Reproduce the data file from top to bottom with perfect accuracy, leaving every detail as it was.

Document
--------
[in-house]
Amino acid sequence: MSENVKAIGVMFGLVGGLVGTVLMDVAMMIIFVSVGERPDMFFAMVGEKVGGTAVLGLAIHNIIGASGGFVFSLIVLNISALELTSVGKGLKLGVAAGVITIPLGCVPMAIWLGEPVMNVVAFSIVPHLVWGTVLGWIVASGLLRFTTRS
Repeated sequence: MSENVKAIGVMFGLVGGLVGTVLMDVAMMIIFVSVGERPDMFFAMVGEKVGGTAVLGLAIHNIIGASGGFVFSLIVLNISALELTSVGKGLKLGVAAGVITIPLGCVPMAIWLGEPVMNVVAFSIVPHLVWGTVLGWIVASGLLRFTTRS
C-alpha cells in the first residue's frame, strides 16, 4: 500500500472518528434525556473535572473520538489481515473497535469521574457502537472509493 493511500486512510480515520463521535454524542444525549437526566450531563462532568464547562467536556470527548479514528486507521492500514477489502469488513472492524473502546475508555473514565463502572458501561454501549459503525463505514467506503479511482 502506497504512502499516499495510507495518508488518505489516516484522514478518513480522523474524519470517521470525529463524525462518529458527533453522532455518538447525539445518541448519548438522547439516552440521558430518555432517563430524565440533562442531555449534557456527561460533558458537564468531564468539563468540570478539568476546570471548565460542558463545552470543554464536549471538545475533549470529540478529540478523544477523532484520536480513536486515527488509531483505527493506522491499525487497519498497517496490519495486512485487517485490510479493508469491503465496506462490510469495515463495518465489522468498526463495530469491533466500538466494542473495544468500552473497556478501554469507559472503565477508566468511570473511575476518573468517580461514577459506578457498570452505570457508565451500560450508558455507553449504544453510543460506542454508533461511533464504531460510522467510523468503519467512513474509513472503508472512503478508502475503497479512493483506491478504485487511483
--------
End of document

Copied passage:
[in-house]
Amino acid sequence: MSENVKAIGVMFGLVGGLVGTVLMDVAMMIIFVSVGERPDMFFAMVGEKVGGTAVLGLAIHNIIGASGGFVFSLIVLNISALELTSVGKGLKLGVAAGVITIPLGCVPMAIWLGEPVMNVVAFSIVPHLVWGTVLGWIVASGLLRFTTRS
Repeated sequence: MSENVKAIGVMFGLVGGLVGTVLMDVAMMIIFVSVGERPDMFFAMVGEKVGGTAVLGLAIHNIIGASGGFVFSLIVLNISALELTSVGKGLKLGVAAGVITIPLGCVPMAIWLGEPVMNVVAFSIVPHLVWGTVLGWIVASGLLRFTTRS
C-alpha cells in the first residue's frame, strides 16, 4: 500500500472518528434525556473535572473520538489481515473497535469521574457502537472509493 493511500486512510480515520463521535454524542444525549437526566450531563462532568464547562467536556470527548479514528486507521492500514477489502469488513472492524473502546475508555473514565463502572458501561454501549459503525463505514467506503479511482 502506497504512502499516499495510507495518508488518505489516516484522514478518513480522523474524519470517521470525529463524525462518529458527533453522532455518538447525539445518541448519548438522547439516552440521558430518555432517563430524565440533562442531555449534557456527561460533558458537564468531564468539563468540570478539568476546570471548565460542558463545552470543554464536549471538545475533549470529540478529540478523544477523532484520536480513536486515527488509531483505527493506522491499525487497519498497517496490519495486512485487517485490510479493508469491503465496506462490510469495515463495518465489522468498526463495530469491533466500538466494542473495544468500552473497556478501554469507559472503565477508566468511570473511575476518573468517580461514577459506578457498570452505570457508565451500560450508558455507553449504544453510543460506542454508533461511533464504531460510522467510523468503519467512513474509513472503508472512503478508502475503497479512493483506491478504485487511483